This is a richly detailed account of the way the sex industry works, and one of the few empirical studies that investigates the off street industry in Britain. The book seeks to advance a greater knowledge of the social organisation of the sex industry by uncovering the day-to-day activities of women involved in the indoor markets. What types of occupational risks do women experience in work of this kind? How do these hazards affect their personal lives? A key concern throughout the book is to assess whether women are passive victims of the circumstances of prostitution or whether they understand and calculate their responses to danger. Drawing upon both sociological and criminological theories, and on detailed research in the city of Birmingham, the author addresses these questions by estimating the rationality of those responses and by providing a measure of how women make sense of different risks. Sex Work: a risky business describes how women create complex psychological and emotional techniques to maintain their sanity while selling sex, and goes on to argue that the indoor sex markets in Britain have a distinct 'occupational culture' with a set of social norms, code of conduct and moral hierarchies that make it a high regulated workplace despite its illicit and sometimes illegal nature.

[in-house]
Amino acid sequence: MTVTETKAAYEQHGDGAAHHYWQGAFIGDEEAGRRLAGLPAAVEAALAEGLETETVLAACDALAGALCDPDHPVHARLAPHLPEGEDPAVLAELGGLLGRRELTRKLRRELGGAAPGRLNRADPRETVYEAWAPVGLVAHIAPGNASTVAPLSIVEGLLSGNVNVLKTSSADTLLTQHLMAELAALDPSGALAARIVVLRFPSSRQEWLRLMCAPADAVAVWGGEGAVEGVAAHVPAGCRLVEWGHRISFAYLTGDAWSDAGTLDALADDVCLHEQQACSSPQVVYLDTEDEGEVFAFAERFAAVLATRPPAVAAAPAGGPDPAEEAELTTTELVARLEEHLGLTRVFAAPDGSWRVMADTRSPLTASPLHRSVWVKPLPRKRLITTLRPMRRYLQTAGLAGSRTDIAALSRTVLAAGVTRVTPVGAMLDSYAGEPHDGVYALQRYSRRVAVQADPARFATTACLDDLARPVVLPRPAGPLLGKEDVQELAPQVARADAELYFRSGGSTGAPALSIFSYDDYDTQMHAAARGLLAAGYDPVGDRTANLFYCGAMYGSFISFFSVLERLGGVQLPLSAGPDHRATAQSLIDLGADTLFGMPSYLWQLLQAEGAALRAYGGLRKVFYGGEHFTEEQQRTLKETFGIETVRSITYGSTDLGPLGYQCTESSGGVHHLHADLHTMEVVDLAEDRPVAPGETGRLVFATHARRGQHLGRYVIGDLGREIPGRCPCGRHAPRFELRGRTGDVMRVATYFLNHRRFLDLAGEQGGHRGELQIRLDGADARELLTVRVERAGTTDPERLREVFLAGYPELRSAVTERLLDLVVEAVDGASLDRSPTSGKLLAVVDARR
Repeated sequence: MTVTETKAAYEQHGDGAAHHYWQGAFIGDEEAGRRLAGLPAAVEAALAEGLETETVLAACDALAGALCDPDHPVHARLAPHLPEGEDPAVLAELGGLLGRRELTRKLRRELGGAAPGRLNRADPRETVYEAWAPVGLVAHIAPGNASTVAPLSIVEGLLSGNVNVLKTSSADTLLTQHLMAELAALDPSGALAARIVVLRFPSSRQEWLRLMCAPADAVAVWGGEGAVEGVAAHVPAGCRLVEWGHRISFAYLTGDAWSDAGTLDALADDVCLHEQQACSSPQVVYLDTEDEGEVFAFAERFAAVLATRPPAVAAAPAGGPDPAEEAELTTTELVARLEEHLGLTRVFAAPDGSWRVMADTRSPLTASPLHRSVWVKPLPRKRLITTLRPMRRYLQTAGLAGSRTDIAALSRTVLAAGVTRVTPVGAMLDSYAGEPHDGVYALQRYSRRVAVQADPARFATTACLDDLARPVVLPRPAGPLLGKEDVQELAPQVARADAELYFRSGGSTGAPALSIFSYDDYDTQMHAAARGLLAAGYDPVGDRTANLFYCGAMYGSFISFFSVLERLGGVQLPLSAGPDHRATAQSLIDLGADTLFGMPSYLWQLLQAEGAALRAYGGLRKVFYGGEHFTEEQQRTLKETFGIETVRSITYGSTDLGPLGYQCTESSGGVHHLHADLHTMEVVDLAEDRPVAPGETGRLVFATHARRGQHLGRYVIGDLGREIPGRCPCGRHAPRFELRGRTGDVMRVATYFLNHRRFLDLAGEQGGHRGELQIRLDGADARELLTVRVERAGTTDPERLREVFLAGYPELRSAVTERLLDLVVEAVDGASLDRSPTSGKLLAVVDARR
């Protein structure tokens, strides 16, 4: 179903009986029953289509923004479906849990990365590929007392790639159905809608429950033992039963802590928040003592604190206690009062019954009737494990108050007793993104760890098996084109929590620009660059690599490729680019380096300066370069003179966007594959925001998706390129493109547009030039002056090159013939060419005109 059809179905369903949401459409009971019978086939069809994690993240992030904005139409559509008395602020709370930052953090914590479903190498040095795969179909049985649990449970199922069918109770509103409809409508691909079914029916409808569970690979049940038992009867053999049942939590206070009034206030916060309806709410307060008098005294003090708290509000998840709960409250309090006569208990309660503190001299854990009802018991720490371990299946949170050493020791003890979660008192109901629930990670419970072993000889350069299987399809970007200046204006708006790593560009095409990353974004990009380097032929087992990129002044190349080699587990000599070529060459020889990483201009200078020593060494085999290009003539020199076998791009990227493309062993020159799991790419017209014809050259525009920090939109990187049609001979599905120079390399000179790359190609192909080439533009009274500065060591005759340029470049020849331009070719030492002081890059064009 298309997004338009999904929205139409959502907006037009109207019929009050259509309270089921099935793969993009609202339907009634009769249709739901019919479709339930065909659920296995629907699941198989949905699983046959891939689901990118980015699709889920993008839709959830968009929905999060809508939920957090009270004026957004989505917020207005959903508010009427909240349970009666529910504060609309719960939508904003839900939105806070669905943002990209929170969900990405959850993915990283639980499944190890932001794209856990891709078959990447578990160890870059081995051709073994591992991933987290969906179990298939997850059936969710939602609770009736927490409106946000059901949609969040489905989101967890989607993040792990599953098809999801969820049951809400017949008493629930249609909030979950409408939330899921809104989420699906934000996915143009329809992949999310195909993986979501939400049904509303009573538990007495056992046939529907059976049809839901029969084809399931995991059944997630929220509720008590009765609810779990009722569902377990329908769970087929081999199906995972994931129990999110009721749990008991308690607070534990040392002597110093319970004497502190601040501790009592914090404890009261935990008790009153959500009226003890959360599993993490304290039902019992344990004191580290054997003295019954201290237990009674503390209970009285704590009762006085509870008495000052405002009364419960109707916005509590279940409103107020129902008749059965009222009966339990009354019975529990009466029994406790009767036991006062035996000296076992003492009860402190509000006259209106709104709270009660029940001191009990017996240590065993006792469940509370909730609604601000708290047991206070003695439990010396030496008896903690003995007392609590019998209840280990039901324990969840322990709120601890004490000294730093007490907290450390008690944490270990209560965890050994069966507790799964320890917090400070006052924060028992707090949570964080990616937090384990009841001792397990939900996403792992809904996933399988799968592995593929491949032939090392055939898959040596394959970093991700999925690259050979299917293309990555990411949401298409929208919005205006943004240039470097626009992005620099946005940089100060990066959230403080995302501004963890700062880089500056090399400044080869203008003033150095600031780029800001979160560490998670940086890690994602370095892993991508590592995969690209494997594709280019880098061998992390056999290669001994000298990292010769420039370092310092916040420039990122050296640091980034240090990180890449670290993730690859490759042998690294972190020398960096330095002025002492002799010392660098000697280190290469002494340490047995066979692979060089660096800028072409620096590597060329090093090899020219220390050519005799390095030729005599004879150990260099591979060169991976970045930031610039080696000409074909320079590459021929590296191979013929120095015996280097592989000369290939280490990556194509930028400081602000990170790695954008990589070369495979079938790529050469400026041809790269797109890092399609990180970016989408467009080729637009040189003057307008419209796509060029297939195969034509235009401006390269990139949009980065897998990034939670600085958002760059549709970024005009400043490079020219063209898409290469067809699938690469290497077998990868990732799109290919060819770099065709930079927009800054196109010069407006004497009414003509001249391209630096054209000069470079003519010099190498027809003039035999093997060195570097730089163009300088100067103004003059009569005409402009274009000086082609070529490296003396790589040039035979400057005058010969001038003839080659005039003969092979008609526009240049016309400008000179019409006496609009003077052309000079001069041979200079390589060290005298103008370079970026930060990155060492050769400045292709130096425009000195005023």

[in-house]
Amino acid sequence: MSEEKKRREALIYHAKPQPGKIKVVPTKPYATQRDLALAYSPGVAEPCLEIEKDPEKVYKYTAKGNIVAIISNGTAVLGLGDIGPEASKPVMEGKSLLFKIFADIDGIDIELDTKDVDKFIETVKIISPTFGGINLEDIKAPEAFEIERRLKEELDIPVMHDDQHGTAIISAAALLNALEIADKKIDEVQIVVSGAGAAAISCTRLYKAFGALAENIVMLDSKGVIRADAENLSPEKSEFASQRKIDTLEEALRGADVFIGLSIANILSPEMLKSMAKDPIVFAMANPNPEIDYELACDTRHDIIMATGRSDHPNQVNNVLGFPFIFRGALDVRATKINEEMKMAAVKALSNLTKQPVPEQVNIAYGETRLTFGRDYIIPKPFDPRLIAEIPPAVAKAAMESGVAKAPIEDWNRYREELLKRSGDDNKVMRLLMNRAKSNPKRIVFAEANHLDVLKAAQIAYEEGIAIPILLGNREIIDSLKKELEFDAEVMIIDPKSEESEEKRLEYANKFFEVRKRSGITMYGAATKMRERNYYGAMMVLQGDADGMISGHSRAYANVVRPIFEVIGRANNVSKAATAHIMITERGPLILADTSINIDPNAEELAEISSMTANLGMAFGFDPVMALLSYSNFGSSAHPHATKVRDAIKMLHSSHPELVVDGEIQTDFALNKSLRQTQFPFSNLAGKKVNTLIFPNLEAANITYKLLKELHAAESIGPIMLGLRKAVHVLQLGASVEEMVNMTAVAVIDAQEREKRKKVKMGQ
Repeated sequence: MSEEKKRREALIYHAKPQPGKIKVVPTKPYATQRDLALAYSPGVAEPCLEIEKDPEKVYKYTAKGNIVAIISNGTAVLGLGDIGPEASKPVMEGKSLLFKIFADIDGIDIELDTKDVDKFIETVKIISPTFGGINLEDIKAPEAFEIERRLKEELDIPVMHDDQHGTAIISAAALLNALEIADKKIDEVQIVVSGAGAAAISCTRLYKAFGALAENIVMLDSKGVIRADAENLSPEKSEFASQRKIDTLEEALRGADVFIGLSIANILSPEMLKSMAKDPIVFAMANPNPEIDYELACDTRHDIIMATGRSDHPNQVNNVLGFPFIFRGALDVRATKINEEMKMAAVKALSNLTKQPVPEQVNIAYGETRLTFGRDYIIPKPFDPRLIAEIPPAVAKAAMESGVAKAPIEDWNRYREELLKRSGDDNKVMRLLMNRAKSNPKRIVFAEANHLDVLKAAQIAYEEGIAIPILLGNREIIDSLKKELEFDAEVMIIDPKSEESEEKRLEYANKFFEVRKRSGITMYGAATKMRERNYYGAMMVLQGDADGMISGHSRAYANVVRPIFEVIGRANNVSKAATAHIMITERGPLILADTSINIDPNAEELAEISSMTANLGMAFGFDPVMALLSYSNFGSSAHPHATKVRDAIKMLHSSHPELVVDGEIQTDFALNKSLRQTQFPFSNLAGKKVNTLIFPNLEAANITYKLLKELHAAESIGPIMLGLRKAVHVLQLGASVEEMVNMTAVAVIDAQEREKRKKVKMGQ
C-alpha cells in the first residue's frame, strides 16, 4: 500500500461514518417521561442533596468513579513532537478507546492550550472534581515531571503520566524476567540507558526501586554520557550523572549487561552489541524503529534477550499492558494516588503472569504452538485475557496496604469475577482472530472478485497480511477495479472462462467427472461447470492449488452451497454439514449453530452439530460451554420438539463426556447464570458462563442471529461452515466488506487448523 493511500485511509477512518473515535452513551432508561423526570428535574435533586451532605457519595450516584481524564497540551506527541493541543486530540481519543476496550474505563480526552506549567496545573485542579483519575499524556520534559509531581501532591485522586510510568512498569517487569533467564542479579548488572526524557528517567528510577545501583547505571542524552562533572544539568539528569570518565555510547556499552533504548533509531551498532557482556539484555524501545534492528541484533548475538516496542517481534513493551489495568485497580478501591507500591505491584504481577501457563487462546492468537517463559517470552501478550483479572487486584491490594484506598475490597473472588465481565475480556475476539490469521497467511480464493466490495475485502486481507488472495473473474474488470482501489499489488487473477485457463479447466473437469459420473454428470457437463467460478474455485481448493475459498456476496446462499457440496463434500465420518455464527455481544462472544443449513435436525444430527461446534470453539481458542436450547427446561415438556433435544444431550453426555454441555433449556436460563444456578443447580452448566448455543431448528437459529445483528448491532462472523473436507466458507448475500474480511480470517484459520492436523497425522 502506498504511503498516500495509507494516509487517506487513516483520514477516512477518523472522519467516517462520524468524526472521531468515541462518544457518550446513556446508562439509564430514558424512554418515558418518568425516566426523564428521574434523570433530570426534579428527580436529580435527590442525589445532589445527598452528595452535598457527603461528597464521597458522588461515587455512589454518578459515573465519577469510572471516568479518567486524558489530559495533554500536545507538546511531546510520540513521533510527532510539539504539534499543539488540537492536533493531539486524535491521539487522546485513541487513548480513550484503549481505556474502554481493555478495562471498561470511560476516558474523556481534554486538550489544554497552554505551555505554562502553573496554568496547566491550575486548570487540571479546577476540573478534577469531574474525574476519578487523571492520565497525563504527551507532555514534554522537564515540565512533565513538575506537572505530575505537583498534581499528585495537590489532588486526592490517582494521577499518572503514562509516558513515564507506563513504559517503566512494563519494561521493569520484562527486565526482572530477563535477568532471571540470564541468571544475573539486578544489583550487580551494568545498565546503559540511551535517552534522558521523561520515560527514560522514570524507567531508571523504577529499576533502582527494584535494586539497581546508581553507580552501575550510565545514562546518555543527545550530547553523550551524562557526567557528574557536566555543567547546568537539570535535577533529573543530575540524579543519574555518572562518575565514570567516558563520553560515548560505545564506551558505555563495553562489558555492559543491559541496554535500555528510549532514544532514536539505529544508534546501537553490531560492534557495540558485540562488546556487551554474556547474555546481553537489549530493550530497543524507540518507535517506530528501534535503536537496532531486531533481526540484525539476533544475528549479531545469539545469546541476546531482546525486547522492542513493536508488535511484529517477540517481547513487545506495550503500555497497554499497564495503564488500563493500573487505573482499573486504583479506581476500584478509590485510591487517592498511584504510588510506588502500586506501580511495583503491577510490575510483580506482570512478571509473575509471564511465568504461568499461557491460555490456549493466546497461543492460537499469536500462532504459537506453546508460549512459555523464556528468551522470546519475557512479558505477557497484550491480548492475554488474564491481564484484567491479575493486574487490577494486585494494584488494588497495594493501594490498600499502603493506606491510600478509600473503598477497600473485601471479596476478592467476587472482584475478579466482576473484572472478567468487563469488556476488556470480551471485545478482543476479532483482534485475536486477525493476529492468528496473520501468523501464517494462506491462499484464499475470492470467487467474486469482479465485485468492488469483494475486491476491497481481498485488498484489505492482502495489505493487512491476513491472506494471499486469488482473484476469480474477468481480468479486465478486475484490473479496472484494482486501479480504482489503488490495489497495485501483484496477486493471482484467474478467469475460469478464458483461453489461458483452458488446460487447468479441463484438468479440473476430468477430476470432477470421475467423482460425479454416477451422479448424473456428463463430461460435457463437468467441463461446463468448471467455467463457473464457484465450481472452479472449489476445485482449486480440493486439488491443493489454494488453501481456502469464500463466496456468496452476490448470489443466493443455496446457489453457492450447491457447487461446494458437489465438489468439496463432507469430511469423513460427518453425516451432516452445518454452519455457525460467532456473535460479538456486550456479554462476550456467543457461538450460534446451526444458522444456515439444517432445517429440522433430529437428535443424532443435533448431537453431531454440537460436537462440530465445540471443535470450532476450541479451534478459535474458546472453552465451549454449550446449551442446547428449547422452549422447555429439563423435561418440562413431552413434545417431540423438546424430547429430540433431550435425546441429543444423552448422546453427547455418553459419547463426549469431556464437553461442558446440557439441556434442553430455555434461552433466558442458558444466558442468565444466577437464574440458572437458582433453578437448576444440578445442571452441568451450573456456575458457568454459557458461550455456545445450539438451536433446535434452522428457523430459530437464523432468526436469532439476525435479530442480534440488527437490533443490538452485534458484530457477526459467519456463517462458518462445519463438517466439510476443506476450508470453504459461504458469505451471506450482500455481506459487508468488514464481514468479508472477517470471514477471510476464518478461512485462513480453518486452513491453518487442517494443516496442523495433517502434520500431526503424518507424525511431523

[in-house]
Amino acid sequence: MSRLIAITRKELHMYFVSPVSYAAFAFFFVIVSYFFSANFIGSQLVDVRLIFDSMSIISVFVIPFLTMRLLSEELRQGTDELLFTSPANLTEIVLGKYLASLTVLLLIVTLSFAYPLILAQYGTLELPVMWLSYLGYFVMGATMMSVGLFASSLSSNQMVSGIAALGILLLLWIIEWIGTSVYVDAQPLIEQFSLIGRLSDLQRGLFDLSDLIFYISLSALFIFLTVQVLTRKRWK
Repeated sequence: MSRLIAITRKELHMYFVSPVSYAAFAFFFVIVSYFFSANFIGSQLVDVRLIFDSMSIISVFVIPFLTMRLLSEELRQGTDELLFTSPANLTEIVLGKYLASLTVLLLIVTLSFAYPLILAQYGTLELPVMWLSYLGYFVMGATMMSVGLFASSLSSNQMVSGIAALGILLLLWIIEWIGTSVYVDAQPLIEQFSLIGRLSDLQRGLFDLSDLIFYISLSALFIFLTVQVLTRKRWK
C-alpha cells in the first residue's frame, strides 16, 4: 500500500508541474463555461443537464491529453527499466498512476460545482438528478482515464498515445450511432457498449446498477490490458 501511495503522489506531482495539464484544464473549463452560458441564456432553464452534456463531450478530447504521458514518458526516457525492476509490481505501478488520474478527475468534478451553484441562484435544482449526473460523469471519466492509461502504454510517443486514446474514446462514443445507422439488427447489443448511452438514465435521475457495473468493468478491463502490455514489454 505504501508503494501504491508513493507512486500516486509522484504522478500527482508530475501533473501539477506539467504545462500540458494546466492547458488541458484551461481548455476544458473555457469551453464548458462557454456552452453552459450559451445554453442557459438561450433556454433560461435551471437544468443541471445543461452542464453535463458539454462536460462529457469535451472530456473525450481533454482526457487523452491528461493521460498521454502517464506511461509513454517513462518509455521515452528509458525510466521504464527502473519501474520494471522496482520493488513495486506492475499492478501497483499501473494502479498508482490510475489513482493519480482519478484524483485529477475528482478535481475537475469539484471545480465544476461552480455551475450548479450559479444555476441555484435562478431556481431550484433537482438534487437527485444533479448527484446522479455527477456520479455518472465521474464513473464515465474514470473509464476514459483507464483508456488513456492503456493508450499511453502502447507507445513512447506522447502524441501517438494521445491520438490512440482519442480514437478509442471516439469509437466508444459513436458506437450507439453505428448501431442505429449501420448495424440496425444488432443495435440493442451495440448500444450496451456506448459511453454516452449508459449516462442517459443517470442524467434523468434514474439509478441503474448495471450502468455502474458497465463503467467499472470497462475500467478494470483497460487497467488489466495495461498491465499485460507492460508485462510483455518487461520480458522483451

Table of Contents
Contents Introduction 1 The peculiarities of prostitution 2 Ethnography, sex and the self 3 Choice, risk and selling sex 4 Picking punters 5 Keeping safe 6 Dodging cops 7 Secrets and lies 8 Staying sane 9 Professionalizing prostitution? Bibliography Index